First Coffee for December 15, 2005

David Sims : First Coffee
David Sims
| CRM, ERP, Contact Center, Turkish Coffee and Astroichthiology:

First Coffee for December 15, 2005

By David Sims

david@firstcoffee.biz

The news as of the first coffee this morning, and the music is the ol’ iTunes Sinatra Shuffle. There comes a time in most everyone’s life when they wonder why they haven’t been listening to more Sinatra, for First CoffeeSM that time came early this year:

Get ready for new taxes on Internet phone users. One of the Federal Communications Commission’s top priorities next year, according to Chairman Kevin Martin – who should know – is to “move to collection for the Universal Service Fund that is technology-neutral.”

Martin advocates what he calls a “numbers-based approach” to collecting taxes. This means that taxes will be figured simply on the basis of phone numbers called, no matter what technology or device is used to do the actual calling.

The Universal Service Fund’s a hungry beast, as of September it had doled out $4.7 billion to rural and other underfunded carriers. It gets its money now from long-distance, wireless, pay-phone and telephone services kicking in a tithe of their revenues which, of course, come directly from Joe Consumer’s wallet as an extra fee on the bills.

The question is what contributions, if any, VoIP providers should be making. Vonage charges a “regulatory recovery fee” of $1.50 on each customer phone number to contribute to the fund, but there isn’t any industry-wide policy on VoIP contributions.

Visto Corporation, a vendor of push mobile e-mail, says its Visto Mobile 5 with ConstantSync technology has been chosen by Vodafone K.K. to power Vodafone Office Mail, what the company’s billing as Japan’s first “True Push” wireless e-mail.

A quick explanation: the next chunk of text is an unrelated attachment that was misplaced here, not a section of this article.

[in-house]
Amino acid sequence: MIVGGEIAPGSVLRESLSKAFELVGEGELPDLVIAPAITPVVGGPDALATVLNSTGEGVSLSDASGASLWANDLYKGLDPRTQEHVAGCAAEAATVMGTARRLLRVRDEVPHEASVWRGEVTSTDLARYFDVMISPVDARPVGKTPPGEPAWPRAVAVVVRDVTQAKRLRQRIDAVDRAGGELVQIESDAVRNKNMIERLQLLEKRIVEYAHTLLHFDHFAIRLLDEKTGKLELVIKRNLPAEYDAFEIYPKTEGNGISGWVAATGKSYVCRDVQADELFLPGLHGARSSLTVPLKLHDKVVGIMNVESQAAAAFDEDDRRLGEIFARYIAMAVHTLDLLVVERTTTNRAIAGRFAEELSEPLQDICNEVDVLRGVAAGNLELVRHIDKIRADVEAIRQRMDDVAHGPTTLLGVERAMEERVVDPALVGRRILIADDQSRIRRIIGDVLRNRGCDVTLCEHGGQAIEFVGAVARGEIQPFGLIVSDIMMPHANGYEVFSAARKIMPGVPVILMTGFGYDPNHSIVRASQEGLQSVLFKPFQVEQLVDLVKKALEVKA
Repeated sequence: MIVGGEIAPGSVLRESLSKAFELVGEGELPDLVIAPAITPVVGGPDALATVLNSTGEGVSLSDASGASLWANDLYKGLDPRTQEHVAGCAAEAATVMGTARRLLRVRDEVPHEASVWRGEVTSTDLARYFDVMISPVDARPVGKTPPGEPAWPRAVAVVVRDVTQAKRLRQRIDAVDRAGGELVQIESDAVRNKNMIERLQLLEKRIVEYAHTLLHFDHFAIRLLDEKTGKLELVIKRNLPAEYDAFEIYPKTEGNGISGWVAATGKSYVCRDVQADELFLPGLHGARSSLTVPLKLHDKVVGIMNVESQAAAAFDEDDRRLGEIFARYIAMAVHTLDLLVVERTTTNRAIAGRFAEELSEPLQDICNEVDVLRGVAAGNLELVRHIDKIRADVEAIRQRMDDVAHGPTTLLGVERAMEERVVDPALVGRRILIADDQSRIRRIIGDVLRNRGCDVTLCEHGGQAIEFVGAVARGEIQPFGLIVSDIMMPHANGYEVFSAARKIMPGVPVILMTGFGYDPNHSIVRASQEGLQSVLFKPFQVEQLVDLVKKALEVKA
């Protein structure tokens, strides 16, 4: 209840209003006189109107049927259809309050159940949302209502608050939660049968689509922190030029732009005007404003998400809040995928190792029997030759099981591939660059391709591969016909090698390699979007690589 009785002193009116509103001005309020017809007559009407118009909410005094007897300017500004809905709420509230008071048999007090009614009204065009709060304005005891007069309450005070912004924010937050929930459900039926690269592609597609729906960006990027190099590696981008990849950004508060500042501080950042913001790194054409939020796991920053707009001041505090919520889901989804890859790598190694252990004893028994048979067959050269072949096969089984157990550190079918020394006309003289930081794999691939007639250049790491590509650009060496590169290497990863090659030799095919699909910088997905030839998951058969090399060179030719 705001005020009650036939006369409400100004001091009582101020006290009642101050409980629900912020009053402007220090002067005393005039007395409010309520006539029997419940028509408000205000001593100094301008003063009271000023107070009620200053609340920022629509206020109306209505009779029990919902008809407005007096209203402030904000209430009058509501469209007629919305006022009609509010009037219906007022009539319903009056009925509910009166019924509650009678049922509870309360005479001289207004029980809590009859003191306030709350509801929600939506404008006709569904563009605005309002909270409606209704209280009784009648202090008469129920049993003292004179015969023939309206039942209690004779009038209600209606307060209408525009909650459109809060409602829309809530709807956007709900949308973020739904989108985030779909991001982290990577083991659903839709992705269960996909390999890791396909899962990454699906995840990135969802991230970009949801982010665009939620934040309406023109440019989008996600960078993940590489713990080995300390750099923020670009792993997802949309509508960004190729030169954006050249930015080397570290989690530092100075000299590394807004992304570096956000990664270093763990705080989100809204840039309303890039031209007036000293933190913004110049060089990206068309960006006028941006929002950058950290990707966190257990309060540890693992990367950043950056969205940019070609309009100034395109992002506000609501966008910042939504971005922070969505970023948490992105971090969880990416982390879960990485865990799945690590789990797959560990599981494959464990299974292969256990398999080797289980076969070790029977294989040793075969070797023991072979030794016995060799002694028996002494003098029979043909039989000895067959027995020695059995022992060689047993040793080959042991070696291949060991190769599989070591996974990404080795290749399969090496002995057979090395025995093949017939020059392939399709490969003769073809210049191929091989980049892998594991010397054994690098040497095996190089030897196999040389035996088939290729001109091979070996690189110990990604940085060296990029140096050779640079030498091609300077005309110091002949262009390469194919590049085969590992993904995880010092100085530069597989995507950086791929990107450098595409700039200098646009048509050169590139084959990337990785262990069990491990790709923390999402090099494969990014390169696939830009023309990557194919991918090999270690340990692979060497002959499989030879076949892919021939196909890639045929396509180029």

Visto’s device-agnostic push wireless e-mail offering lets Vodafone K.K. sell push e-mail and PIM on handsets.

This release of Vodafone Office Mail’s service follows Visto’s signing a global contract with Vodafone Group Plc, which was announced in April 2005. Japan is the latest region to launch a Vodafone wireless push e-mail service powered by Visto Mobile.

With Visto Mobile, Vodafone K.K. can offer two-way delivery of e-mail, contacts and calendars to select phones. Mobile users can check e-mail, make appointments or update contact lists away from their desks.

Politeness is a big characteristic of Japanese society, and Shinkichi Kawakami, Executive Officer, Enterprise Business Unit Director, Vodafone K.K. was appropriately polite when he said “I am entirely convinced that Vodafone Office Mail is the perfect service to enable Japanese workers to be just as productive outside the office as they would be sitting directly in front of their office PC.”

The Visto platform enables two-way delivery of e-mail, contacts and calendar updates to devices across “all operating systems,” company officials say, including Symbian, Palm, Microsoft Windows Mobile, J2ME MIDP 2.0, IMAP4 and SyncML.

Alternet Systems Inc. has announced that it has released SchoolWeb 2.4, what the company describes as “virtual learning environment software for schools.”

SchoolWeb 2.4 is designed to create a “user friendly, Internet learning environment for teachers and students,” company officials say. Combining online courseware with a virtual Internet library, SchoolWeb says it provides “all the tools required to create a high-quality learning environment for students and teachers in the digital age,” according to company officials who probably don’t talk like that in real life.

The SchoolWeb Learning Management System allows users to create or view lesson plans for distribution to students. This is combined with SchoolWeb’s Learning Object Repository, which stores “all relevant information” in a searchable electronic library.